12 Apr 7 Questions to Ask in Your Next Job Interview
7 Questions to Ask in Your Next Job Interview
Ok, you landed an interview at one of your top companies to work for! Great job. Now, I’d like to share one of my tried and true interview tips before you get to the meeting—ask strong questions in the interview. Believe it or not, the questions you ask in an interview can help you OR knock you out of the running for the job.
Before he became my client, Joseph had an interview with the hiring manager for a position he really wanted. He researched the company, re–read the job description, and brushed up on his top strengths and weaknesses. He was on time and did well during the interview…until the last 15 minutes. When the manager asked, “Joseph, what questions do you have for me?” he wasn’t prepared to answer this question and he sabotaged his odds of winning this job.
When I started working with Joseph, I developed scenarios to get him thinking differently. These apply to anyone headed into a job interview.
- Scenario #1: Joseph didn’t have any questions prepared. Mistake! Solution #1: Prepare your questions, write them down, and bring them with you to the interview. As a matter of fact, show your interviewer that you have them written down and they will be impressed with your preparation.
- Scenario #2: Joseph asked, “What is the starting salary?” Mistake! Solution #2: Never talk salary, even in ranges. As a matter of fact, don’t ask anything financial in nature, such as benefits. Your mission is to get an offer in hand. Once you do, you can ask questions and possibly negotiate, but not before.
- Scenario #3: Joseph asked, “Is there a training program or structured on-boarding process?” Mistake! Solution #3: Think about the perception you are creating with your questions. In this case, the interviewer may think: “He needs hand-holding and may be too high maintenance for me. I need someone who knows how to do this.” If a training program is mentioned in the job description or on the company website, then it is appropriate to ask for more insights about the structure, length, etc.
- Scenario #4: Joseph asked, “What does your division or company do?” Really big mistake! Solution #4: It is still shocking how many job seekers ask this question. With the web, calling people you know, social media, and many other resources, there is no excuse for not knowing what a company does. Research what their department or division does, as well. Tip: One of my favorite resources is your local city’s Business Journal, both their online resources and the printed publication. Find your city’s resource here.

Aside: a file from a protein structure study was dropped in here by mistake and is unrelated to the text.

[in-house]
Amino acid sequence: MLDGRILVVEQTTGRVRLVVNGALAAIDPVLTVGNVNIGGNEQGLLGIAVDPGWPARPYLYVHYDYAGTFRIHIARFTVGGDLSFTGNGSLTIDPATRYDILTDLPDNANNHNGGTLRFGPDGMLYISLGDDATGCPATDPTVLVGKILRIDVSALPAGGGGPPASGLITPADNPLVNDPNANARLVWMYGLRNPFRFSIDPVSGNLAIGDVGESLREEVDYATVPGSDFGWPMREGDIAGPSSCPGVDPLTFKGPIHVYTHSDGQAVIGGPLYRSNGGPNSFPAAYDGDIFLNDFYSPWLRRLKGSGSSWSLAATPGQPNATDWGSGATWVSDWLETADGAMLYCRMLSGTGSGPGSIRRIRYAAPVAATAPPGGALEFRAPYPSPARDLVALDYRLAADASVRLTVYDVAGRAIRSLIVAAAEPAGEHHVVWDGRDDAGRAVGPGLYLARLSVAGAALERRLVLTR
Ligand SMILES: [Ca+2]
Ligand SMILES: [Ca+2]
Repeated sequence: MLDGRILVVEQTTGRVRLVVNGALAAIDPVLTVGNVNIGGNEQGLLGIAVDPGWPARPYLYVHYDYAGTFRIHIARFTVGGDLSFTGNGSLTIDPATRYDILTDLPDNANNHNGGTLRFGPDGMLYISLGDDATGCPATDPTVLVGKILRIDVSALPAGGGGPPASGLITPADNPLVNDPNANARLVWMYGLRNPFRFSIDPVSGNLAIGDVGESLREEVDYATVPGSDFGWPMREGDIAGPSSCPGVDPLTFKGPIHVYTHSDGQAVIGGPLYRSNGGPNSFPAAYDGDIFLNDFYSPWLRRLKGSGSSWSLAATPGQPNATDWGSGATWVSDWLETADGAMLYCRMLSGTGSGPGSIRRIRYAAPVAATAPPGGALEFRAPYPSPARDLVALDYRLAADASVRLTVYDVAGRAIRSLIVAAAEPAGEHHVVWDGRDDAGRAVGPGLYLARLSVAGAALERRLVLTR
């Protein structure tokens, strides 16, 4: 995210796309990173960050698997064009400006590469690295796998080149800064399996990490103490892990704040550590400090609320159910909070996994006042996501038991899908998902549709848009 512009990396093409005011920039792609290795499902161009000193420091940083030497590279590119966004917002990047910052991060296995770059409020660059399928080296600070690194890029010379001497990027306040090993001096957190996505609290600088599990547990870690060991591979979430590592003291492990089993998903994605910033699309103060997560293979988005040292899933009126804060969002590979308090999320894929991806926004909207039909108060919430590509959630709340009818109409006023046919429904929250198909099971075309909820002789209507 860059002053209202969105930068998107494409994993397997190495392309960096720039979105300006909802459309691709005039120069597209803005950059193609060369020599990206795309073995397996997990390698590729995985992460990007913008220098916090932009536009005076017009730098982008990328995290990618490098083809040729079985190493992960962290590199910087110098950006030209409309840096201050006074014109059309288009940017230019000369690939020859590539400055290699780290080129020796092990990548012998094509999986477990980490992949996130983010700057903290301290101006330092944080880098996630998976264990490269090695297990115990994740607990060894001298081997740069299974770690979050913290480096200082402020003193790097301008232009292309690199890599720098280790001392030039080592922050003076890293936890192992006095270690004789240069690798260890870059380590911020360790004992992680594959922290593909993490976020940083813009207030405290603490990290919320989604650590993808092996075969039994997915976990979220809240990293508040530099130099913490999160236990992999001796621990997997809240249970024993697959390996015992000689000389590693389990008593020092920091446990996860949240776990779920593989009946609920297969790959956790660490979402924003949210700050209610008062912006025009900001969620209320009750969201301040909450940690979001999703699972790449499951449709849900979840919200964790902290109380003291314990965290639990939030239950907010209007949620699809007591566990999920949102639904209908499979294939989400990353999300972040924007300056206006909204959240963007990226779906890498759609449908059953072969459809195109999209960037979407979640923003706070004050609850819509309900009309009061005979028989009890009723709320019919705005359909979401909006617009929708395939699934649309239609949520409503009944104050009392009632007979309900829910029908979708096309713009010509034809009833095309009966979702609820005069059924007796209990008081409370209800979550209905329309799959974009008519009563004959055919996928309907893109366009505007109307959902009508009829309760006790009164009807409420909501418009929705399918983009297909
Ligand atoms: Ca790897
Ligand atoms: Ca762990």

Ok, so what are good questions to ask in an interview? Below are my top 7 questions for you to ask in your next interview. You won’t get to all seven, and you need to pick the right questions for the right audience, so read carefully and choose the ones that are right for you.
- I’m very self-motivated. How will you measure my success in this position after one full year?
- The first 30 days are very important for me to meet as many team members as possible. How will you recommend I do that?
- What are the top three skills or experiences you are looking for that may not be mentioned in the job description?
- Of all the people who have worked for you, what are the characteristics of those who have stood out as great performers?
- I have to admit I’m a perfectionist in some areas. What are the aspects of this position that absolutely require precision and attention to detail?
- Of all the criteria you have outlined for this position, what are the top three in stack rank order?
- The position we are discussing is something I am very excited about. Do I have your support to proceed to the next level of the hiring process? (This is called “going for the close” or “asking for the order” in sales.)
As an experienced hiring manager and interviewer, I am impressed when a candidate brings out a piece of paper with their questions written out. It means they are prepared, thoughtful and thorough. It’s even better when they write down the answers I gave under each question! I know that’s the type of employee I want on my team and most hiring managers would feel the same.